The state government, however, has reimbursed farmers Rs 2,885 crore in the last decade against a loss of Rs 30,290 crore on input costs, the peasants’ front estimated. Add to that the Rs 60,000 crore they would have received, selling the produce and the notional loss reaches Rs 1 lakh crore. Five-six farmers have taken their lives every month the last five years, the Sabha claimed.
“The government has been in denial on suicides,” activist Basha said.
The agrarian crisis comes out in the 10-fold jump — 1 lakh-plus in rabi 2018 from a little over 10,000 in rabi 2017 — in the number of farmers who sought cover under Pradhan Mantri Fasal Bima Yojana (PMFBY), India’s centrally funded crop-insurance scheme.
Not that insurance, or the broader financial sector for that matter, have helped much. About 60 per cent of those who enlisted for the Weather-Based Crop Insurance Scheme (WBCIS) won’t get anything; the rest too are yet to be paid, T Ramanajaneyulu, a farmer at Hampapuram village in Raptadu mandala, told DTE.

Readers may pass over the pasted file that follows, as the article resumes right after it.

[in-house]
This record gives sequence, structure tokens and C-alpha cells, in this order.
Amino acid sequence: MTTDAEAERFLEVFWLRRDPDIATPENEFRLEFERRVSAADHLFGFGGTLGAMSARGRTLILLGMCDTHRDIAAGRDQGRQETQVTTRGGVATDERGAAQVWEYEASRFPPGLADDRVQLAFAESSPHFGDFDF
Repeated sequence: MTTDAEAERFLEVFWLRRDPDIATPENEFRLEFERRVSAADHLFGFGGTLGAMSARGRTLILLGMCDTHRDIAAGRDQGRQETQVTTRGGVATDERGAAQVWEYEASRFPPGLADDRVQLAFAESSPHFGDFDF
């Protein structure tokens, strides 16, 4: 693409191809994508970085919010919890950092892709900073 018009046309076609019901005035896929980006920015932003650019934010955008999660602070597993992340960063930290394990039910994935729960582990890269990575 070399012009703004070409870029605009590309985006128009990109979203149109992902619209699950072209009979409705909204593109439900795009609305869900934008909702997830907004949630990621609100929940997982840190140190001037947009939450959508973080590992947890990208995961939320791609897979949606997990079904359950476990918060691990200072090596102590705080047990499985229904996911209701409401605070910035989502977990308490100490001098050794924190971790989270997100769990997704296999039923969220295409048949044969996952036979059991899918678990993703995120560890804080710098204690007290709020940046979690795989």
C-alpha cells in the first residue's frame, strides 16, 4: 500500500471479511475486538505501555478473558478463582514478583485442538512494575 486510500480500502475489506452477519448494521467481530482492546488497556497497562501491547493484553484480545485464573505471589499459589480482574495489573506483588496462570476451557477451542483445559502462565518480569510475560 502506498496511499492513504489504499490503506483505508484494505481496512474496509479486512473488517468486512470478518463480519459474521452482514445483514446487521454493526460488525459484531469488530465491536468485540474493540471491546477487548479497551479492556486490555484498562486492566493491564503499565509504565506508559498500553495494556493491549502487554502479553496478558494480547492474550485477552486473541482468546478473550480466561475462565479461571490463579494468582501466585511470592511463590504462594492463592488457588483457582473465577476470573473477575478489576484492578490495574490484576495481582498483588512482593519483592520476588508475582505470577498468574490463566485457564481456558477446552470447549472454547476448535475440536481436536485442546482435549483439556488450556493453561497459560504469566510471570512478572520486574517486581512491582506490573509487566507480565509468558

The scheme, anyway, works on the basis of rainfall volume despite the fact that it may not be uniformly spread. PMFBY does take local variations into account but it is not applicable in Anantapur on its groundnut for kharif, when it the principal crop. It is, however, applicable in rabi, when it is not that widely sown. In Srikakulam in the same state, however, that is not the case though groundnut covers only 10 per cent of the acreage there.
While banks pay no interest on delayed insurance payments, they hardly spare farmers if they default. “The interest doubles even for a day’s delay, even in the case of gold loans. The bank anyway lends us Rs , 15,000 for gold worth Rs 35,000,” Y Sanjeeva Reddy, another farmer from the village, said.